NEWPORT NEWS, Va. – The Mariners’ Museum and Park has received the oldest artifact in the museum’s collection!
The ancient Egyptian artifact dates to the Middle Kingdom period (2040-1802 BC) and is a hand-carved, wooden figure depicting a boatman, a museum spokesperson said.
The 6½-inch tall figure displays classic Egyptian features with large, dark-outlined eyes, a cropped black haircut, and a white knee-length covering called a shendyt.
The boatman is depicted sitting, knees pulled into his body, with long, articulated arms capable of holding an oar.
As one of the oldest maritime cultures in the world, Egypt’s development was primarily centered on the Nile River. The first boats were built around 6,000 BC, and the Egyptians were the first culture in recorded history to employ sails as a method of propulsion.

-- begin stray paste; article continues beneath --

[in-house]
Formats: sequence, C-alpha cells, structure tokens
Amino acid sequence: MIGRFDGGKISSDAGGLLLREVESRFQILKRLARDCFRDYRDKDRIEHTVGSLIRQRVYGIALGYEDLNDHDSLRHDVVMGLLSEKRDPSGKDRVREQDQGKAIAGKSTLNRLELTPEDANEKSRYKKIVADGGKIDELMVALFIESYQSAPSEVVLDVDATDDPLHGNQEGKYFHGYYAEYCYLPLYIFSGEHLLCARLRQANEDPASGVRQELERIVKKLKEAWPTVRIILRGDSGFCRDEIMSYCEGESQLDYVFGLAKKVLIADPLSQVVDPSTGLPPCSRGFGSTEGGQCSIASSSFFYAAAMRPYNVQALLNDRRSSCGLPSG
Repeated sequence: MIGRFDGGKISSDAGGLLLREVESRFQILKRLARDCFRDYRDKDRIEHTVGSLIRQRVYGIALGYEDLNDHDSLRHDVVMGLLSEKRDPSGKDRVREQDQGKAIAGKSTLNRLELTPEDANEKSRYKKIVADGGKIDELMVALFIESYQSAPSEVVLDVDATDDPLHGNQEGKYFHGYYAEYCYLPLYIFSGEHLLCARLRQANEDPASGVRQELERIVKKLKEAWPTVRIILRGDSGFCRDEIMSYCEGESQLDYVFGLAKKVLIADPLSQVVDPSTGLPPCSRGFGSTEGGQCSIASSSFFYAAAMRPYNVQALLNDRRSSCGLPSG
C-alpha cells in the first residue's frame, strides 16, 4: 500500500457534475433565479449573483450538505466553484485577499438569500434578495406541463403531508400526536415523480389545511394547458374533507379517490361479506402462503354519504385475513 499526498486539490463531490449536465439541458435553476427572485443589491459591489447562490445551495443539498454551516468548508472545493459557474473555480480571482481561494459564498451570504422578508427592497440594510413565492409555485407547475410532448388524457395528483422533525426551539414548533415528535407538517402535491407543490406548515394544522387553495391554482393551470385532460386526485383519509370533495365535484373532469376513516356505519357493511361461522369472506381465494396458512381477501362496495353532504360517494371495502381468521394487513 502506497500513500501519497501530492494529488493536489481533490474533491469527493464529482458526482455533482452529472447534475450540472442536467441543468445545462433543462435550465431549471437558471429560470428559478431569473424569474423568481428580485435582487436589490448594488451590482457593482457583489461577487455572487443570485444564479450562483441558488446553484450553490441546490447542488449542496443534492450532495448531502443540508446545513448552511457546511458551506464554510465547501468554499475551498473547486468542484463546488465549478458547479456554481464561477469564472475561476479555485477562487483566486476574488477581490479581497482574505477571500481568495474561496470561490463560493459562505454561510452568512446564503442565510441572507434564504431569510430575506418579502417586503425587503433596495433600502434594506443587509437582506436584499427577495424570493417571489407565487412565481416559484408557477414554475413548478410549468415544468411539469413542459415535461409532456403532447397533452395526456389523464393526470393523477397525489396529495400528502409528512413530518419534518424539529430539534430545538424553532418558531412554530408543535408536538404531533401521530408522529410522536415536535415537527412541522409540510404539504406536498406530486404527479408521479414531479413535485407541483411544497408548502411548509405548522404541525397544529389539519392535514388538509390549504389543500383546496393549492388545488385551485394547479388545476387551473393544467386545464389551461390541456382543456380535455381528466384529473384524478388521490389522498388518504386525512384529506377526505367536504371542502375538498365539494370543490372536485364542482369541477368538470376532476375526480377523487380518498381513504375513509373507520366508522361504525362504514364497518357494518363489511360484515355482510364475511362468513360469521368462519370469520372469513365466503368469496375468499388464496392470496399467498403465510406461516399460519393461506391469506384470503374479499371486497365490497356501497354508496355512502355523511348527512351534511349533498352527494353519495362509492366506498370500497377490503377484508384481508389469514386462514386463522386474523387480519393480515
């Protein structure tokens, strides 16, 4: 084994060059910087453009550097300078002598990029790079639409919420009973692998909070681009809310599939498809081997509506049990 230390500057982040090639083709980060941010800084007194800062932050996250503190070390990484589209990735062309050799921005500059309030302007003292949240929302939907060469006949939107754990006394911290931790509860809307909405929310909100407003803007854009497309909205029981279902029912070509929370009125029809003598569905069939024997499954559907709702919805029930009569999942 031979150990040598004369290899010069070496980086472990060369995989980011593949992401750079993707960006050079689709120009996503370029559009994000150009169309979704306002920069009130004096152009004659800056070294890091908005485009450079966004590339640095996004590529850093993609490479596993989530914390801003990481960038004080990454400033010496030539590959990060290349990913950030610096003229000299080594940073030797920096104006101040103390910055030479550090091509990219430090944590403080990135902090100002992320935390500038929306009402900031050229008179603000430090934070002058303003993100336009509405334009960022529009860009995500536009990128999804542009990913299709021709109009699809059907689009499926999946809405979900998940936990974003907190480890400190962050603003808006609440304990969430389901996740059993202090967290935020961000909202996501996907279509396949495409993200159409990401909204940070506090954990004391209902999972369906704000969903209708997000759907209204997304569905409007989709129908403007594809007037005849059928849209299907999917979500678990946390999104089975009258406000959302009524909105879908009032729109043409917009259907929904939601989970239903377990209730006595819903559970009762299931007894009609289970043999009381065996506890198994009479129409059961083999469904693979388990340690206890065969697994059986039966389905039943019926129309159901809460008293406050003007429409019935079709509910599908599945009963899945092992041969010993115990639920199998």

The Egyptians also built larger wooden vessels for extended riverine travel as well as sturdy craft used for long-distance sea voyages.
By the First Dynasty (3399-2900 BC), Egyptian boats got a greater cultural significance, which led to the development of a third river craft called papyriform used for religious pilgrimages and as funerary barges, a museum spokesperson said.
“The acquisition of this delicate, ancient figure helps further the Museum’s mission of preserving the world’s maritime history,” says Jeanne Willoz-Egnor, the Museum’s Director of Collections Management and Curator of Scientific Instruments. “It enables Museum curators and educators to discuss one of the oldest and most important maritime cultures in the world using an original object.”
The object is currently going through the accessioning process. Currently, there are not any specific plans to display the object, but Museum staff hope to use it for several purposes including educational outreach and general research.